I Need Some Help

I had an idea for a 365-page journal. Maybe 366. On each page, it would have the date, a quote relating to abuse or healing, and perhaps also a line drawing of a flower or leaf or something else simple and from nature. I would call it “Book of Days.”

It sounded so easy! And then I started working on it and it wasn’t so easy after all.

Poking around finding quotes is fun. But when I find a fantastic one, it makes all the others look sort of dull. Now I am thinking I ought to get about 1000 and choose the best ones. My work has just tripled!

And then how do I get it published?  It would be useless as an e-book, because nobody could write in it. I doubt if anybody would want to download and print a 366-page PDF. Even if they did, the pages would float around and get lost because the book wouldn’t be bound.

These days there is such a thing as “print on demand.” You send a company a digital file of your book and they keep it on file and print the number of books you order from them. I priced a few and they turned out to be about what I wished the retail price to be. In this day and age, 366 pages is one beeeeeg book.

Some of these companies leave the marketing to you, others do the marketing (except for book signings, of course.) That brings the price way up. But I do not think it would be a good use of my time to do the marketing, which would be a half-time job, at the very least, in the beginning. Especially since I have never done it before and would probably make a large number of beginners’ mistakes.

So I’m asking for help on three fronts.

One is with the quotes. Got any inspiring lines that you are willing to share? Here are a few of my favorites so far —

It is never the child’s fault. – Anon

In all the years still to come, may your body walk as fast as the love and passion that moves you. – Catalina

I learned that it is the weak who are cruel and that gentleness is to be expected only from the strong. – Leo Calvin Rosten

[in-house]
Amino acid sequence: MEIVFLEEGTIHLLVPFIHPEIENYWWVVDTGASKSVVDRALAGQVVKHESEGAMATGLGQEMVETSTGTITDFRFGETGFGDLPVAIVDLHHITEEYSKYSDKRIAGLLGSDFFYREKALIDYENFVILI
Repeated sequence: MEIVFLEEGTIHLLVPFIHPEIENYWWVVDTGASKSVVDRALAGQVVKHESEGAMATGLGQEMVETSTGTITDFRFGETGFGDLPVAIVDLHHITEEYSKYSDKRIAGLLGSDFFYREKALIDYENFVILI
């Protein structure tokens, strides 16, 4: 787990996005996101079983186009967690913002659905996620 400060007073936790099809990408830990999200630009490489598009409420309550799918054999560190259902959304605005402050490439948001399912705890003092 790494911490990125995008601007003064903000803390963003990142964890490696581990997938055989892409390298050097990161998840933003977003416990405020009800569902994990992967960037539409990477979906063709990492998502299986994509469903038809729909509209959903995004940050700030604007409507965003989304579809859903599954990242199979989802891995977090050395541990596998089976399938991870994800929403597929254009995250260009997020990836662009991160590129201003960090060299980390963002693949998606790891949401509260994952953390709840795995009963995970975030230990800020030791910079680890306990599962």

Give sorrow words. The grief that does not speak whispers the o’er-fraught heart, and bids it break. – Shakespeare, Macbeth

The tried to bury us. They didn’t know we were seeds. – Mexican proverb

Start by doing what is necessary, then do what is possible, and suddenly you are doing the impossible. – Saint Francis of Assisi

Everyone who terrifies you is sixty-five percent water. And everyone you love is made of stardust, and I know sometimes you cannot even breathe deeply, and the night sky is no home, and you have cried yourself to sleep enough times that you are down to your last two percent; but nothing is infinite, not even loss. You are made of the sea and the stars, and one day you are going to find yourself again. – Finn Butler

When in worry
When in doubt
Run in circles
Scream and shout.
“EEK! EEK! EEK!”
– contemporary Wiccan spell

Two is with the illustrations. Can you draw maple leaves? Daisies? Weeds?

Three is with printing advice. Have you published a book? What good choices did you make? Did you make mistakes I could learn from?

I’m open to all feedback. Even if you think this is a really dumb idea — I need to hear it.

Book Review: A Coloring Book of Healing Images for Adult Survivors of Child Abuse

You can read the introduction and order the book through http://colortoheal.com

The year ends on a high note for wonderful RA/MC books!!!

This book was a good five years in the making and it is absolutely gorgeous. The paper is really heavy, so you can use watercolor pencils or pastels as well as crayons and colored pencils. That’s inviting for adult and teens parts as well as child parts, who usually get to do all the coloring. (Not fair!)

The book is designed for all survivors of child abuse, but there are many sections that speak directly to multiplicity and ritual abuse. It’s hoped that it will tap into the immense inner strength and wisdom that survivors possess and to help make these resources recognized at a deeper level, cherished, and celebrated in all aspects of life and self.

There are seventeen chapters, each organized around a theme like safety, self-soothing, separating from the abusers, self-love, and spirituality. The chapters contain a few pages describing the theme, lists of healing ideas, and suggestions for creative activities.